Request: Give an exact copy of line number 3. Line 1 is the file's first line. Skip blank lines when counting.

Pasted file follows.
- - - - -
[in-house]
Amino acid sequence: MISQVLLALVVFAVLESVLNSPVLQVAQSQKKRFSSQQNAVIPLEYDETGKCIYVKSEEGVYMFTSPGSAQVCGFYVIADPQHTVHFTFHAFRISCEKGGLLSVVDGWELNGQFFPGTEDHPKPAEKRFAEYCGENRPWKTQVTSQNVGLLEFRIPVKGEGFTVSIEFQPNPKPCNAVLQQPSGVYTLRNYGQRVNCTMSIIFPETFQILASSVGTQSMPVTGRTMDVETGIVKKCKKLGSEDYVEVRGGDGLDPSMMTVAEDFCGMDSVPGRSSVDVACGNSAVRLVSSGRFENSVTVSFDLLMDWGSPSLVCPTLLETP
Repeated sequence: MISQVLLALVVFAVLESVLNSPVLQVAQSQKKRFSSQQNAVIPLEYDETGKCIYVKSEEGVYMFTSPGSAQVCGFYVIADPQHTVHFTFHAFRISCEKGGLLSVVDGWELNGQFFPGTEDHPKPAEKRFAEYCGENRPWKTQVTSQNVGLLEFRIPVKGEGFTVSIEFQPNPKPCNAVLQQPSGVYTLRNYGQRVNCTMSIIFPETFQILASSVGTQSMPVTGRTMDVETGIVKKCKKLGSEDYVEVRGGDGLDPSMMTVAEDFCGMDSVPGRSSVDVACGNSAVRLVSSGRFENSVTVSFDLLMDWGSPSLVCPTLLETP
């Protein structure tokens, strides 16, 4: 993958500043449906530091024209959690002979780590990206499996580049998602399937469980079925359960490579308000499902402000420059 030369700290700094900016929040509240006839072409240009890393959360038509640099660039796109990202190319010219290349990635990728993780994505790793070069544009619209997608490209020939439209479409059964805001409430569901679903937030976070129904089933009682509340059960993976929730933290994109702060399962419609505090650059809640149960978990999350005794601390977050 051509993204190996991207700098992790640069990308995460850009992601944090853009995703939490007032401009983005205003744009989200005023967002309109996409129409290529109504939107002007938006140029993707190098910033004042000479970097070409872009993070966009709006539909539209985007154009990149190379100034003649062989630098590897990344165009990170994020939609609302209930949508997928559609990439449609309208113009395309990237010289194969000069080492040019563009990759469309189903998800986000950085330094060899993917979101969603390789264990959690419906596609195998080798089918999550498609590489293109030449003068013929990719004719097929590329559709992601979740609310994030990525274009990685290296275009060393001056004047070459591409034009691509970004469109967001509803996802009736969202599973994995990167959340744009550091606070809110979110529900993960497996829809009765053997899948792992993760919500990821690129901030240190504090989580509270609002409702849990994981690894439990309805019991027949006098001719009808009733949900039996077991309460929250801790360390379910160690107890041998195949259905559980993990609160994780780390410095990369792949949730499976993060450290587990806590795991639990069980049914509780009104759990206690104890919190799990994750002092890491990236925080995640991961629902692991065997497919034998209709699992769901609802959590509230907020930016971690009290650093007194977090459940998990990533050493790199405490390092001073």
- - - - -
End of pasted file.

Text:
Repeated sequence: MISQVLLALVVFAVLESVLNSPVLQVAQSQKKRFSSQQNAVIPLEYDETGKCIYVKSEEGVYMFTSPGSAQVCGFYVIADPQHTVHFTFHAFRISCEKGGLLSVVDGWELNGQFFPGTEDHPKPAEKRFAEYCGENRPWKTQVTSQNVGLLEFRIPVKGEGFTVSIEFQPNPKPCNAVLQQPSGVYTLRNYGQRVNCTMSIIFPETFQILASSVGTQSMPVTGRTMDVETGIVKKCKKLGSEDYVEVRGGDGLDPSMMTVAEDFCGMDSVPGRSSVDVACGNSAVRLVSSGRFENSVTVSFDLLMDWGSPSLVCPTLLETP